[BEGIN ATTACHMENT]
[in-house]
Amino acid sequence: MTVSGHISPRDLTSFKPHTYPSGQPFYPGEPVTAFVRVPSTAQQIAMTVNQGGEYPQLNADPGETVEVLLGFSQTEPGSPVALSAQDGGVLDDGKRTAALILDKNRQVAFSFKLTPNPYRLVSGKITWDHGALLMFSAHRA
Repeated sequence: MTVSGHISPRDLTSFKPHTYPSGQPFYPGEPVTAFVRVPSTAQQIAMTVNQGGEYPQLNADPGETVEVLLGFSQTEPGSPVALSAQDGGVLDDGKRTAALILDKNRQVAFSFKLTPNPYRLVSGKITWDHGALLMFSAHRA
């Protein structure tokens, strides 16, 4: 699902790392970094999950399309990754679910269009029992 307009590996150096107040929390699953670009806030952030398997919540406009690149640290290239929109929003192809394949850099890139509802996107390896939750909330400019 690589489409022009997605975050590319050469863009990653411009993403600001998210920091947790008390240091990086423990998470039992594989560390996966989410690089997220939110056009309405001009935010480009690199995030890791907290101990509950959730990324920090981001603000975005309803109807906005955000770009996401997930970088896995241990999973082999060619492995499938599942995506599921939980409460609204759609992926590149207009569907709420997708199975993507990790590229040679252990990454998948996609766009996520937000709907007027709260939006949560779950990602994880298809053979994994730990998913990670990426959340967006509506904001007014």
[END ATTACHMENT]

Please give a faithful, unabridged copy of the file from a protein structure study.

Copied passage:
[in-house]
Amino acid sequence: MTVSGHISPRDLTSFKPHTYPSGQPFYPGEPVTAFVRVPSTAQQIAMTVNQGGEYPQLNADPGETVEVLLGFSQTEPGSPVALSAQDGGVLDDGKRTAALILDKNRQVAFSFKLTPNPYRLVSGKITWDHGALLMFSAHRA
Repeated sequence: MTVSGHISPRDLTSFKPHTYPSGQPFYPGEPVTAFVRVPSTAQQIAMTVNQGGEYPQLNADPGETVEVLLGFSQTEPGSPVALSAQDGGVLDDGKRTAALILDKNRQVAFSFKLTPNPYRLVSGKITWDHGALLMFSAHRA
């Protein structure tokens, strides 16, 4: 699902790392970094999950399309990754679910269009029992 307009590996150096107040929390699953670009806030952030398997919540406009690149640290290239929109929003192809394949850099890139509802996107390896939750909330400019 690589489409022009997605975050590319050469863009990653411009993403600001998210920091947790008390240091990086423990998470039992594989560390996966989410690089997220939110056009309405001009935010480009690199995030890791907290101990509950959730990324920090981001603000975005309803109807906005955000770009996401997930970088896995241990999973082999060619492995499938599942995506599921939980409460609204759609992926590149207009569907709420997708199975993507990790590229040679252990990454998948996609766009996520937000709907007027709260939006949560779950990602994880298809053979994994730990998913990670990426959340967006509506904001007014």